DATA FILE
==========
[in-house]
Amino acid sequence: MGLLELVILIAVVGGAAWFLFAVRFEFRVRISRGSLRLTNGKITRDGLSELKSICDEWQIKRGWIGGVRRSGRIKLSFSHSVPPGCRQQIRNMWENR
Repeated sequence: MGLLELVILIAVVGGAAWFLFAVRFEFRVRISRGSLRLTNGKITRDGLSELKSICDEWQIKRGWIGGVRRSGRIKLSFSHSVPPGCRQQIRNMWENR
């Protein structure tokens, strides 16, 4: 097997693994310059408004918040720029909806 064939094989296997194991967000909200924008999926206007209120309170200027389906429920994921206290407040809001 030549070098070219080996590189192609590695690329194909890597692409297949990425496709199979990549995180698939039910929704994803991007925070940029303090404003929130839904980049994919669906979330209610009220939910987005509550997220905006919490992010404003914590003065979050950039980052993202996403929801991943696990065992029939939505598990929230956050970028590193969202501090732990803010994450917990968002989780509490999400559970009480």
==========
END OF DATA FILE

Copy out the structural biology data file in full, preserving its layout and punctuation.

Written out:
[in-house]
Amino acid sequence: MGLLELVILIAVVGGAAWFLFAVRFEFRVRISRGSLRLTNGKITRDGLSELKSICDEWQIKRGWIGGVRRSGRIKLSFSHSVPPGCRQQIRNMWENR
Repeated sequence: MGLLELVILIAVVGGAAWFLFAVRFEFRVRISRGSLRLTNGKITRDGLSELKSICDEWQIKRGWIGGVRRSGRIKLSFSHSVPPGCRQQIRNMWENR
């Protein structure tokens, strides 16, 4: 097997693994310059408004918040720029909806 064939094989296997194991967000909200924008999926206007209120309170200027389906429920994921206290407040809001 030549070098070219080996590189192609590695690329194909890597692409297949990425496709199979990549995180698939039910929704994803991007925070940029303090404003929130839904980049994919669906979330209610009220939910987005509550997220905006919490992010404003914590003065979050950039980052993202996403929801991943696990065992029939939505598990929230956050970028590193969202501090732990803010994450917990968002989780509490999400559970009480």